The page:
[Table of Contents] [Search]

[Date Prev][Date Next][Thread Prev][Thread Next][Date Index][Thread Index]

Sue and Greer Allen - An Exhibition and Two Lectures, The University of Rochester, Rochester, NY - April, 2002

           See The Exhibition Online, And Order Your Catalog.


Early in the 19th century, the need for speed, simplicity, and economy in
book production led to the introduction of cloth as a binding material and
casing as a binding process. These developments, in conjunction with
technological advances in the printing industry, led directly to the rise
of the publishers' bookbindings: i.e., bindings designed for and
manufactured in quantity for a publisher.

This exhibit chronicles the growth of English and American publishers'
binding from its infancy in the 1830s to its decline in the early 20th
century. Highlighted are the distinct changes in design that reflected not
only technical innovations in the means of book production and decoration
but shifting social and cultural trends as well. Viewed as a group,
publishers' bindings represent a revolution in the history of the book.
Viewed individually, each binding offers an often gilded window to the
fashion of its day.

The exhibit, curated by Andrea Reithmayr, will be on display in the

Rare Books and Special Collections Library
Rush Rhees Library, 2nd Floor
University of Rochester
March 25-August 1, 2002


Rare Books and Special Collections Lecture Series
Tuesday, April 16, 2002
Rare Books and Special Collections Library
2nd Floor, Rush Rhees Library
University of Rochester

"That Most Miserable Muslin: or How 19th Century Book Covers Became a Great

When-- in the literacy explosion of the early 19th century-- demand for
binders' leather bid fair to outstrip the supply, the industry-- searching
for a durable substitute-- hit upon cotton cloth. The story of publishers'
bindings between 1830 and 1910 is the saga of a struggle to counter
critics' disappointment and to produce effective selling tools. Virtually
nothing offered by the evolving technology was left untried-- and the
varieties we find in attics, in antiquarian bookshops and on library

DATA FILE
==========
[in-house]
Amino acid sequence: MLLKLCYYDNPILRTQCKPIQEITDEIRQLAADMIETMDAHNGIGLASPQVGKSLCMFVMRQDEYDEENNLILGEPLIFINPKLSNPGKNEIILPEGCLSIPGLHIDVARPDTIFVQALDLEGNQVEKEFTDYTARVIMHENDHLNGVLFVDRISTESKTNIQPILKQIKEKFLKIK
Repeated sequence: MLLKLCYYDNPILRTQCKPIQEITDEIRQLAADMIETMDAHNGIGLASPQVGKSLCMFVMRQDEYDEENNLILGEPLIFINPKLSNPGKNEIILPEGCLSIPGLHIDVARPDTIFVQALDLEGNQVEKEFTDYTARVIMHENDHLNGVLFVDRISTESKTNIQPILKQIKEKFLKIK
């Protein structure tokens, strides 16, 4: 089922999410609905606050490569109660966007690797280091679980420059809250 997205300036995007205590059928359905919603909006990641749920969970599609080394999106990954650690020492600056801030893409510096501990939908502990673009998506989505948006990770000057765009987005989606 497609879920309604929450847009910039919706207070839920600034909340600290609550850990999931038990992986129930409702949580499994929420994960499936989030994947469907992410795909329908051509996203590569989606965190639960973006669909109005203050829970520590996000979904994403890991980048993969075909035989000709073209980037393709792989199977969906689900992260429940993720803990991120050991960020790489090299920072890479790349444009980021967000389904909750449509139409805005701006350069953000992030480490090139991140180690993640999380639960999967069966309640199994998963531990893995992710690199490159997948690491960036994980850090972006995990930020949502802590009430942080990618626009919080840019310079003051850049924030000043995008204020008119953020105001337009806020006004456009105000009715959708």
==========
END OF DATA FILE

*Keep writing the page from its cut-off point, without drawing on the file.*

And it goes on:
shelves attest to the heroic struggle for attention and grace which reflect
an inventiveness hedged in only by the style currents of each age.

SUE ALLEN is considered the foremost authority on 19th century American
publishers' bindings. For three decades she has examined their evolution
with the eye of a trained artist, written extensively, lectured, taught and
staged exhibitions. Among her most influential publications are the
ground-breaking 1979 article in the magazine Antiques and "Decorated Cloth
in America" (UCLA,1994). In 1998 the Library of Congress commissioned her
to formulate the guide "American Book Covers 1830-1900," which sets forth
the salient characteristics of these books by decades. From her course in
Rare Books School at the University of Virginia curators, and conservators
go forth with increasing frequency-- inspired to mount exhibitions in their
own domains.

Richard Peek
Director, Rare Books, Special Collections and Preservation Division
(585) 275-9335


Rare Books and Special Collections Lecture Series
Wednesday, April 17, 2002
Rare Books and Special Collections Library

"The Vitality of Fritz Kredel's Book Illustrations"

Books produced in England and America from 1930 through the 1960s would
have appeared much more sterile were it not for the influx of gifted
Europeans into the design studios of New York and London. To such names as
Jan Tschichold, Berthold Wolpe, and George Salter must be added that of
Fritz Kredel, who brought a discipline-- fostered in the Offenbach arts and
crafts workshop of Rudolf Koch-- to bear upon the American book scene.
Endowed with wit, a hand which could realize anything his mind envisioned,
and a unique gift for simulating the incunable wood-cut, Fritz Kredel left
a trail of remarkable graphic images for our delectation.

GREER ALLEN, having served as Printer to two universities-- Chicago and
Yale-- returned to his first love and has been designing books and
catalogues for art museums and rare book libraries for the past two
decades. Colonial Williamsburg, the Philadelphia Museum of Art and the Met,
the Houghton, the Beinecke and the Rosenbach libraries are among his
patrons. In 1978 he was named Honorary Printer to the Cathedral of St.John
the Divine in New York City.

Richard Peek
Director, Rare Books, Special Collections and Preservation Division
(585) 275-9335

            BOOK_ARTS-L: The listserv for all the book arts.
      For subscription information, the Archive, and other related
            resources and links go to the Book_Arts-L FAQ at:

        To unsubscribe, type the following into the message body:
 Or click here <mailto:listserv@listserv.syr.edu?body=unsub book_arts-l>

[Subject index] [Index for current month] [Table of Contents] [Search]